Nigerians who have already resorted to desperate measures to cushion the effects of difficult socio-economic conditions, are increasingly worried about what they describe as multiple bank charges especially stamp duty at a time when inflation has affected the purchasing power of the naira.
President Bola Tinubu on Wednesday penultimate week, admitted that Nigerians are currently going through tough times due to his administration’s decision to remove fuel subsidy and converge the foreign exchange rate.
However, a herd of bank customers who spoke to Nigerian Tribune said the rate at which their monies are being deducted at every bank transaction in the bank is becoming unbearable as it gradually eats deep into household disposable incomes.
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Some of the most regular charges which often come in multiples are: Commissions, Value Added Tax, Telco charges, Stamp duty, Transfer charges among others.
A bank customer, Mr. Damian Nnanyerugo, lamented that the most ridiculous part is that the federal, state and local governments take part in sharing part of these deductions in form of Electronic Money Transfer Levy (EMTL).
Indeed, checks reveal that a revenue of N14.102 billion Electronic Money Transfer Levy (EMTL) was part of FAAC distributable revenues out of the total of N1.1 trillion revenue shared in August 2023 by the Federation Account Allocation Committee (FAAC).
The federation’s account disbursement in October was also supported by increases of 45percent m/m and 14 percent m/m in electronic money transfer fees and value-added-tax to N16 billion and N324billion, respectively.
The Federal Government is set to make a total of N483.73billion in three years from electronic payment boom by way of the Electronic Money Transfer Levy.
This projection was made by the Budget Office of the Federation and revealed in its 2023 – 2025 Medium Term Expenditure Framework and Fiscal Strategy Paper.
The EMTL was introduced in the Finance Act 2020, which amended the Stamp Duty Act to tap into the growth of electronic funds transfer in the nation.
It is a single, one-off charge of N50 on electronic receipt or transfer of money deposited in any deposit money bank or financial institution on any type of account on sums of N10,000 and above.
Revenue derived from the EMTL is shared among the three tiers of government.
According to the budget office, which is under the Ministry of Finance, Budget and National Planning, the nation intends to make at least N137.03bn in 2023, N157.59bn in 2024, and N189.11bn from EMTL
Another Bank customer, Sufyan Adam took to the social media to express his frustration.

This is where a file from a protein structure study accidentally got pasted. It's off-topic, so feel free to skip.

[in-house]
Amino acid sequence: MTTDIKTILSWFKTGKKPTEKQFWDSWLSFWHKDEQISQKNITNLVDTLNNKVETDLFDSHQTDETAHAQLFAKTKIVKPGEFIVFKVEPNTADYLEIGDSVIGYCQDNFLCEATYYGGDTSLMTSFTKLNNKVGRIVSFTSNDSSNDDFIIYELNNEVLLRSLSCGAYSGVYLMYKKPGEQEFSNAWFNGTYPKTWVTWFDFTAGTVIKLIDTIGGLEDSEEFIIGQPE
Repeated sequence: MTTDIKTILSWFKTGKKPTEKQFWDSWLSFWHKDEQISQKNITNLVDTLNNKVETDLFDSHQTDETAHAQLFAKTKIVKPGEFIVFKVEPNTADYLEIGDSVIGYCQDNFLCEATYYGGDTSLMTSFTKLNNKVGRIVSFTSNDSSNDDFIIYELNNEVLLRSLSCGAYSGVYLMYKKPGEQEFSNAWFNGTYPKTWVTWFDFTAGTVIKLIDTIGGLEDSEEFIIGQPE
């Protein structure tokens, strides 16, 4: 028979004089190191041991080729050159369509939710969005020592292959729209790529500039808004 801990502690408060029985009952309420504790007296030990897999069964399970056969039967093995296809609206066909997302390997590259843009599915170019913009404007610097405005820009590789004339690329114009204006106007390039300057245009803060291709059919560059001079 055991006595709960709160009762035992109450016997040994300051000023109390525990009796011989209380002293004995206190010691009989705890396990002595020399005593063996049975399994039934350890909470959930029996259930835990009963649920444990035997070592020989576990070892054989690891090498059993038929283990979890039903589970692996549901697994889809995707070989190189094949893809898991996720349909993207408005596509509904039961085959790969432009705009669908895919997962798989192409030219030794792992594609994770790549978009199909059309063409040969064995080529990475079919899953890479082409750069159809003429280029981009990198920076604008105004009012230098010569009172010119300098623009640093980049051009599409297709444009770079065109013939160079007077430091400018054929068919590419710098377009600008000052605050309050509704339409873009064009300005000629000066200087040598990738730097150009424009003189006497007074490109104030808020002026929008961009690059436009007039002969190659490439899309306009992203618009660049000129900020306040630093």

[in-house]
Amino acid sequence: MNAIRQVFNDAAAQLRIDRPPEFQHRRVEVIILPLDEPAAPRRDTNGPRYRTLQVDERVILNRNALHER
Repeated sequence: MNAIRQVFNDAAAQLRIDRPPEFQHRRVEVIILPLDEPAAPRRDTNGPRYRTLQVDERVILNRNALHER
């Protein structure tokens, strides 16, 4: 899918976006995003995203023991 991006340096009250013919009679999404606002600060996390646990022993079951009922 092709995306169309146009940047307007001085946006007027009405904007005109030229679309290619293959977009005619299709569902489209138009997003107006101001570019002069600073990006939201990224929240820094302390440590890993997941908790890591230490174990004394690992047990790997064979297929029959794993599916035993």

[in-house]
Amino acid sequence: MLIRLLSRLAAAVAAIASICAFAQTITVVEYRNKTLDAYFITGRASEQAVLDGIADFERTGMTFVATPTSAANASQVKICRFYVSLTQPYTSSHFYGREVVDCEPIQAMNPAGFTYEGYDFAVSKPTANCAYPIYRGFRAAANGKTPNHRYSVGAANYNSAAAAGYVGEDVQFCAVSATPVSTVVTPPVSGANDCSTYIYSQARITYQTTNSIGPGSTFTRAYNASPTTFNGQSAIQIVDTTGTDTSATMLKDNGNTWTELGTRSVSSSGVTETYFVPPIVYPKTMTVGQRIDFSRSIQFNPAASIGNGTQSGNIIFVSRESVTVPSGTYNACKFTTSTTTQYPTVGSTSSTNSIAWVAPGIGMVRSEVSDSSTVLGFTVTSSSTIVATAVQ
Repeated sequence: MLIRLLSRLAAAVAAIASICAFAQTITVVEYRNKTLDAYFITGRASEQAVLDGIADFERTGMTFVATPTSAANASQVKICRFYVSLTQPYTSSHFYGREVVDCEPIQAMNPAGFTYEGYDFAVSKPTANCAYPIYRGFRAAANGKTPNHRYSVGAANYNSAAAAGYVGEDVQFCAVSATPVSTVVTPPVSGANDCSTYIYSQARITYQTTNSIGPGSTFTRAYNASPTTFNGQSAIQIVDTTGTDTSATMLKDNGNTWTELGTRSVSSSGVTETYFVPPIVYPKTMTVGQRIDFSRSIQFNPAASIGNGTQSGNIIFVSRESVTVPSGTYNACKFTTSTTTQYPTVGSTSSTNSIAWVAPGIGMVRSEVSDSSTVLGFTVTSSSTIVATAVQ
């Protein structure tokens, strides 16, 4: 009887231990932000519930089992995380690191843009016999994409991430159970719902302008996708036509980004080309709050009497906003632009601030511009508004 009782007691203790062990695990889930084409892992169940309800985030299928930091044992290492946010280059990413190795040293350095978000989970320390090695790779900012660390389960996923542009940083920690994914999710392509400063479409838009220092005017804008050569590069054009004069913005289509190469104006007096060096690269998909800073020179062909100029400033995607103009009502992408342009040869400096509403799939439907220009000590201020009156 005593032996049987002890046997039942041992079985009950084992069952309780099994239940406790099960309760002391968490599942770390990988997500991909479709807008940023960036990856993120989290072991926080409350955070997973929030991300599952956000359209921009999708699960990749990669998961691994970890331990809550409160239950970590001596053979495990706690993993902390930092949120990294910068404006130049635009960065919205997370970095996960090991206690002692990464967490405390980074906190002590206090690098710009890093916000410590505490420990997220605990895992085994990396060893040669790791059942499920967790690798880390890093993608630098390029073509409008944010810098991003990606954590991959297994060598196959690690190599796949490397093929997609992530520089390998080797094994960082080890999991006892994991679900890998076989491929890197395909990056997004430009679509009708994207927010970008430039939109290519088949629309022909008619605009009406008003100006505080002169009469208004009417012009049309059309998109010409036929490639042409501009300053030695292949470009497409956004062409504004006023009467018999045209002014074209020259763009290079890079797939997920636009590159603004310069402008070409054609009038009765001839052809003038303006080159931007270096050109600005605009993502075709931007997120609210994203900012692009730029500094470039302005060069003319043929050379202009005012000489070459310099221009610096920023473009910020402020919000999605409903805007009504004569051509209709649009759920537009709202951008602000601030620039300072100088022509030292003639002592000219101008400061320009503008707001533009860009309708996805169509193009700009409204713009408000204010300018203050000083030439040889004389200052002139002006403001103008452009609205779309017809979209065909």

“Dear Central Bank of Nigeria @cenbank, despite the hard economic & the so many harsh economic policies by you, what is this N50 stamp duty charges on every credit of N10,000 & above?
“Do you want to push us deeper into hardship & poverty? This anti-People’s policy must stop, “Adam stated.
Another Bank customer, Yinka Ogunnubi, differed in his opinion. He admitted that like Ghana did, Nigeria gives a free threshold of N10,000 per transaction, but the difference is clear; “while Ghana (with total volumes of 77million transactions 2020) charges 1.5percent, Nigeria (with volumes of 3.4 billion 2021) charges a flat fee of N50.00 regardless of value.
“Imagine how much Nigeria will make in tax revenue if we should toe the same line as Ghana? Imagine what our tax to GDP will be if the govt was more aggressive in ‘expanding the tax net’ like Ghana did? Imagine what Ghanaians will give to replace their eLevy with Nigeria’s EMT Levy?
“I am not predicting that the Nigerian govt will toe the same line as Ghana, but I won’t be surprised if they’re keeping a close tab at implementation to see how it goes. One thing is sure, taxing the digital economy is where a lot of govt will look to raise additional revenue, “Ogunnubi stated.
Not too long ago, the Nigerian Inter-Bank Settlement System (NIBSS), Nigeria’s largest payment infrastructure, reduced the processing fee for transactions on its platform.
NIBSS reduced the processing fee for transactions on NIBSS Instant Payment (NIP). The new ₦3.75 pricing for instant transfers—down from ₦5—took effect on July 1, 2023.
Sources said the reduction resulted from commercial banks asking for a reduction in the cost of transactions, adding that the reduction will not affect the transaction fees banks charge their customers.
In December 2019, the CBN, in a move to offer stability and improve financial inclusion, compelled banks to reduce their fees. Some banks hesitated due to concerns over their profit margins. Their hesitance was met with fines.
TechCable quoted Charles Odogwu, the growth head for NowNow, as having said that if banks lower transaction fees, it can “stimulate increased transaction volume”. He added that this could translate into more revenue opportunities for banks, “especially if they have a significant market share in electronic payment services”.
On the flip side, he said that reducing transaction fees may impact banks’ profit margins. “If the price reduction is significant, banks may experience a decline in transaction fee revenue, which could affect their overall profitability”, Odogwu said.
Meanwhile, all deposit banks and financial institutions are required to charge stamp duties of N 50 on every eligible transaction above N 10,000. There are exemptions for transactions between accounts held by the same bank customer and for salary accounts.
It should be recalled that the 2020 Finance Act modified section 89(3) of the Stamp Duties Act to remove electronic transfer from the scope of stamp duty and introduced an electronic money transfer levy, which is applicable on electronic receipts or electronic transfer for money deposited in a financial institution, on any type of account. The applicable levy is N50 on any transfer of N 10,000 or more.
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